Colorado U.S. Rep. Ken Buck called on John Kerry to come before the House Foreign Affairs Committee and testify under oath about leaked comments from Iranian Foreign Minister Javad Zarif who suggested Kerry surreptitiously tipped Iran off to Israeli military activities in Syria.

According to leaked audio revealed Sunday by The New York Times, Zarif said Kerry told him that Israel attacked Iranian interests in Syria “at least 200 times.”

Zarif added that he was surprised that Kerry would reveal sensitive information of that nature.

U.S. Rep. Doug Lamborn called for Kerry to be removed from the White House National Security Council, calling the alleged disclosure to Iran “treasonous.”

The candid comments from Zarif were recorded in March with an Iranian economist as part of an oral history of the country’s foreign policy.

The overall tenor of the conversation painted Zarif as removed from higher level foreign policy decisions that were primarily made by the Iranian Revolutionary Guard Corps (IRGC, or “Quds Force”).

Some analysts said the audio would undermine Iranian diplomats’ authority at a sensitive window of the [negotiations with Biden].


“This ties the hands of the negotiators,” said Sina Azodi, a nonresident fellow at the Atlantic Council. “It represents Zarif as someone who is not trustworthy domestically, and overall paints a picture that Iran’s foreign policy is dictated by theater policies of the military and Zarif is a nobody.”

Israel began targeting Iranian-backed groups like Hezbollah in Syria in 2017 to deter potential terrorist acts amid the country’s civil war.

While Kerry called the allegations “unequivocally false,” it has been publicly known for some time Kerry maintained communications with the Iranians, even after he left office as Secretary of State.

“What I’d like to see with Iran, I’d like to see them call me. You know John Kerry speaks to them a lot. John Kerry tells them not to call. That’s a violation of the Logan Act and frankly he should be prosecuted for that,” said former President Trump in 2019.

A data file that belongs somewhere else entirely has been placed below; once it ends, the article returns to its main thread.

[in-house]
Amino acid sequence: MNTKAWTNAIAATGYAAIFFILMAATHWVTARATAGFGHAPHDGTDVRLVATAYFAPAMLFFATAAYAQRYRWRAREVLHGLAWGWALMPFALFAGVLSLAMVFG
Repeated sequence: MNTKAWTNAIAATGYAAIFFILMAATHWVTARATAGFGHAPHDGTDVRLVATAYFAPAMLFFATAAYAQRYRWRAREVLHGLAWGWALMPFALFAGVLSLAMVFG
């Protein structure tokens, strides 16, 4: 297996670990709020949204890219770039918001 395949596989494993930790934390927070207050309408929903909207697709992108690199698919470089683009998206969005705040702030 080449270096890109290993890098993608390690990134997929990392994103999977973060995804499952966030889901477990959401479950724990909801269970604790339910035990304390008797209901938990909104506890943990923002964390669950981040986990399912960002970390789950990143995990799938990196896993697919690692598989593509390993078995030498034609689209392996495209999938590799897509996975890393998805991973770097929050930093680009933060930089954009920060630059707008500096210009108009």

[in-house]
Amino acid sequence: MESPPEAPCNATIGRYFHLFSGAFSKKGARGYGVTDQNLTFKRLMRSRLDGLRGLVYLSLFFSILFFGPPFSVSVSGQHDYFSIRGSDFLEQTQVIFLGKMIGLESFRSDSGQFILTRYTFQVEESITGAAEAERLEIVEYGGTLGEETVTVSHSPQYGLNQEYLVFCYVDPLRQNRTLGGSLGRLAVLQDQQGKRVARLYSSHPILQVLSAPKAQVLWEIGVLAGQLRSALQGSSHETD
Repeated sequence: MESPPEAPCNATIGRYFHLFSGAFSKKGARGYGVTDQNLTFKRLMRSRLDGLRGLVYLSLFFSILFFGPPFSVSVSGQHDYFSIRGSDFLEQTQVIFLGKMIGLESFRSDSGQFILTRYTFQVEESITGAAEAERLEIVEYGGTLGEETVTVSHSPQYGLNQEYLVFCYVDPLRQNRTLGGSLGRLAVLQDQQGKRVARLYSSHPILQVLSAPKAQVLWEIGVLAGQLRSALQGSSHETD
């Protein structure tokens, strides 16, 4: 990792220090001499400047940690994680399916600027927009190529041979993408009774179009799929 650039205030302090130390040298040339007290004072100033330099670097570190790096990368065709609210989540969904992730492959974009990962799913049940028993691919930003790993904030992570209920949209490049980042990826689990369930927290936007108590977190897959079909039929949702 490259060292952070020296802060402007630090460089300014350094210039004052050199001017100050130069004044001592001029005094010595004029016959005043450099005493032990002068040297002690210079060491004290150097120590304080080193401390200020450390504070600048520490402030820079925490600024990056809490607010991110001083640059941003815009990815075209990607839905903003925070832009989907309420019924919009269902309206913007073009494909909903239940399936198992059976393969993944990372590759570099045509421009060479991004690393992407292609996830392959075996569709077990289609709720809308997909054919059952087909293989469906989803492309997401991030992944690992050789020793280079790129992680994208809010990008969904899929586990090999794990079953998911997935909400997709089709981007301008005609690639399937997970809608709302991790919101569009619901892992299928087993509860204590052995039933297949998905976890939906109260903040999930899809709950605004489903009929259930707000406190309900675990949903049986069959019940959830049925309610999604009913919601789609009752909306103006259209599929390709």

The Logan Act restricts anyone who is not affiliated with the U.S. government from negotiating with a foreign nation.

Kerry’s blanket denial is sure to cause significant problems for the Biden administration, because he essentially argued the alleged conversation with Zarif about Israeli airstrikes never happened at all.

The only way to know for sure, as Buck points out, is to put Kerry under oath before Congress.

If the conversation with Zarif did indeed occur, the timing of the disclosure would also be important.

In September 2018, it was publicly reported Israel had targeted Iranian assets at least 200 times in Syria.

Should Kerry have told Zarif of those figures prior to their disclosure in 2018, he would have committed a grave offense against one of our country’s most important allies.

It should be noted that the veracity of Zarif’s recollection cannot be instantly taken at face value, especially considering his record of lying on behalf of one of the world’s largest state sponsors of terrorism.

Although, the candid off-record nature of his conversation makes it plausible Zarif could have been telling the truth.

“I don’t know if we should trust that tape or not. If it’s true, it’s very damaging,” South Carolina Senator Lindsey Graham said.

Unsurprisingly, not a single Colorado Democrat has found the time to comment on these disturbing allegations.

Last month, 43 Senators sent a bipartisan letter to President Biden urging him to strengthen the badly flawed 2015 Iran nuclear deal to address Iran’s destabilizing role in the region.

Noticeably absent were the signatures of Democrat Colorado U.S. Sens. John Hickenlooper and Michael Bennet, who both firmly planted themselves among their party’s radical left by signing onto a separate measure encouraging Biden to reenter the Iran deal under the original terms.

It shouldn’t be totally surprising that Colorado’s alleged moderates have once again allied themselves with the radical left.

Bennet’s new Chief of Staff Jess Smith recently transitioned from J Street, a left-wing foreign policy group that fiercely opposes bipartisan efforts to strengthen the Iran deal, and instead favors appeasing Tehran.

J Street has moved so far to the radical left they have found themselves increasingly at odds with the mainstream American Israel Public Affairs Committee (AIPAC).

Bennet and Hickenlooper were also highly critical of President Trump’s decision to kill IRGC General Suleimani in January of 2020, arguing it would make Iran more dangerous.

Instead, if Iranian Foreign Minister Zarif is to be believed in the leaked tapes, the opposite has proven true.

[Zarif] also says that by assassinating [Suleimani] in Iraq, the United States delivered a major blow to Iran, more damaging than if it had wiped out an entire city in an attack.

In short, Colorado is not likely to hear much of anything from our state’s Democrat delegation on the Kerry allegations.

Speaking up after this tape’s disclosure would only highlight their own naive support for reentering the Iran deal, and their dangerously myopic belief that the terrorist regime in Tehran would ever negotiate in good faith.

One final point worth mentioning is Zarif’s interesting connection to Colorado.

Zarif found his way out of Iran in the 1980s during the Iran/Iraq War to earn a masters and PhD at the University of Denver.

More recently, DU even honored Zarif with their Chatham House Prize for negotiating the 2015 Iran Deal with John Kerry.

No word on whether the school has any comment about Zarif’s self-admitted role as a propagandist for his terrorist regime’s military.